Feb 23, 2016

Owl hoot? Or...? Audio from 2/21/16 Owl Prowl in Rockport suggests attendees "missed" a quiet wild hooter.

Owl hoot?  Or what?    Audio recording from 2/21/16 Rockport owl prowl suggests 'jilted' attendees weren't listening closely enough.  Listen, and then ...You be the judge!

More than fifty owl enthusiasts led by two  staff of Merryspring Nature Center  walked through the muddy Rockport woods on Sunday evening. They  thought that they'd not heard a single wild owl hoot during the four listening stops of the sojourn.  

But listen below to an excerpt  of a recording from the first listening session. In between the 3rd & 4th call, it sounds like  an owl responding once in the distanceWas it?  The second audio features the "wild hoot" played at original speed and made louder and slowed down 
1. This 51 second recording starts with instructions to we listeners, then the owl call is played four times.(For brevity, I trimmed out most of the time listening between the instructions and when  the four owl calls began). Notice between the third and fourth call (at 42 seconds) you will hear the quet "real owl hoot" - at least it seems so to me.

2.   An 18 second recording of this "hoot" running at original speed and volume, then three increasingly higher volumes, then at its original, then slowed down to two different speeds and finally the original a last time.

What do you think?  It is two-syllabled as owl calls are.   Surely someone who knows their nightbirds will recognize that call.  If  someone would like the original unedited audio of the owl listening sessions, We'll make it available.

Feb 19, 2016

Virtually visit lobster homes in 3 Penobscot Bay harbors. Sunday March 6th Rockland

For Immediate release   2/19/16

Contact: Friends of Penobscot Bay  207-691-7485
Lobster-rich Penobscot Bay: Seeing is believing

ROCKLAND.  For more than a century, Penobscot Bay has been the salty heartland of the wild Maine lobster. On Sunday March 6th, from 2 to 4pm, join the Friends of Penobscot Bay at Stella Maris House in Rockland  as they inspect the lobster habitats of Rockland Harbor, Searsport Harbor and Rockport Harbor, using underwater videos they've made and acquired of the bayfloors of these places.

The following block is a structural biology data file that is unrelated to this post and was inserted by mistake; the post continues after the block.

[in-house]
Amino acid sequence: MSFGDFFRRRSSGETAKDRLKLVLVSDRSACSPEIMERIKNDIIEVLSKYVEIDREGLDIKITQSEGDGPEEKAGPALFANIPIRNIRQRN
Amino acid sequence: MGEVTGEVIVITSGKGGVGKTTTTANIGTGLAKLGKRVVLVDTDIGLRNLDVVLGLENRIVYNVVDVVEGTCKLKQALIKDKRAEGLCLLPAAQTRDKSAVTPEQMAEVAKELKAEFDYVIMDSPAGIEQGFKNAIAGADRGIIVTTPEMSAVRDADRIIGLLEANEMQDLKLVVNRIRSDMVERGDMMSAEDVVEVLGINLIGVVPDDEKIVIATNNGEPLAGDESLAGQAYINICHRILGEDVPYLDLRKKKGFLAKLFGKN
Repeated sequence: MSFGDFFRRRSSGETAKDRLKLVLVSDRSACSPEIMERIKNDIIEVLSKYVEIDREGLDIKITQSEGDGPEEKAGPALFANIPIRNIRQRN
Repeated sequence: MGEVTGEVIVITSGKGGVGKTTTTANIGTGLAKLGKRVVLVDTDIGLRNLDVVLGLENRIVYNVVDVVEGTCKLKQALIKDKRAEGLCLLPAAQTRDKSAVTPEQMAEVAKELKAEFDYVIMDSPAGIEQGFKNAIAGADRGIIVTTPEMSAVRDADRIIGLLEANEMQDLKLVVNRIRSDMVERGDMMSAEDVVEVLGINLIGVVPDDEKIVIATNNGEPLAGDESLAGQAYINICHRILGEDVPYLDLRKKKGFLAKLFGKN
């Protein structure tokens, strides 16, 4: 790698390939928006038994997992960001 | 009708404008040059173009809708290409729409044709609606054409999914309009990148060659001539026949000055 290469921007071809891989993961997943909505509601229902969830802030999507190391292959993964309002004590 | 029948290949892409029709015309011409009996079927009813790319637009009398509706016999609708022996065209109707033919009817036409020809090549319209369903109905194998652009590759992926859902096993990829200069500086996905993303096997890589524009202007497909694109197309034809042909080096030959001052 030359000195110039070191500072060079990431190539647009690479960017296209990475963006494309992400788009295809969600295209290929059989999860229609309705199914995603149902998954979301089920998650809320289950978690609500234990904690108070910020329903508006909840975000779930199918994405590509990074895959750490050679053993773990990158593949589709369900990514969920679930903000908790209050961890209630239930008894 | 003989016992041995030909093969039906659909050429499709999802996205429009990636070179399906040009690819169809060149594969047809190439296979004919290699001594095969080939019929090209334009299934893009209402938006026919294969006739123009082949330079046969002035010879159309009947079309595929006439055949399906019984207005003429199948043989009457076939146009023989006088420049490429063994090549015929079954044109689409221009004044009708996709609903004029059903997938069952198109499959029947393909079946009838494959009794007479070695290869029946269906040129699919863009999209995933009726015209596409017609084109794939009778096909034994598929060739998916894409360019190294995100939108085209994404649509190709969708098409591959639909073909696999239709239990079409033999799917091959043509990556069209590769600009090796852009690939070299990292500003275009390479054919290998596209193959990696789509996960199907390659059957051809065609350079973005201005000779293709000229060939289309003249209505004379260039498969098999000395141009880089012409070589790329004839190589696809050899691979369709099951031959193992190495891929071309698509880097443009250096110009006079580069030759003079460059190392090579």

Since the 1840s Penobscot Bay has dominated New England's lobster fishery.   Come see lobsters hanging out beneath rocks and algae, sunken -into mud burrows, hiding hastily from an approaching video diver. Inspect the lobsters'   "prairie dog town"-style burrow communities
"West Penobscot Bay's lobster fishery alone brings in  around $130 million at the dock yearly", said Ron Huber executive director of Waterkeeper Alliance affiliate Friends of Penobscot Bay.   "There's an economic multiplier up to about 650 million dollars circulating within Penobscot bay  area communities.  Lobsters are our area's real renewable resource!"

The Friends of Penobscot Bay believe that keeping this fishery healthy requires keeping the watery homes of Penobscot Bay's lobsters - from the intertidal hideouts of juvenile lobsters to the bay's  sunken boulders and mudfloors.

"Seeing is believing" Friend's leader Huber said. "Come to Stella Maris House in Rockland  on  Sunday March 6th from 2-4pm and get to know the lobster habitats of Rockland Harbor, Searsport Harbor and Rockport Harbor" 

Stella Maris House is located at 148 Broadway, Rockland, adjacent to St Bernard's Catholic Church. Plenty of parking. Snacks will be served.

For more information, contact Friends of Penobscot Bay at  207-691-7485 or by email at coastwatch@gmail.com
Friends of Penobscot Bay: a Waterkeeper Alliance affiliate. Caring for Maine's biggest Bay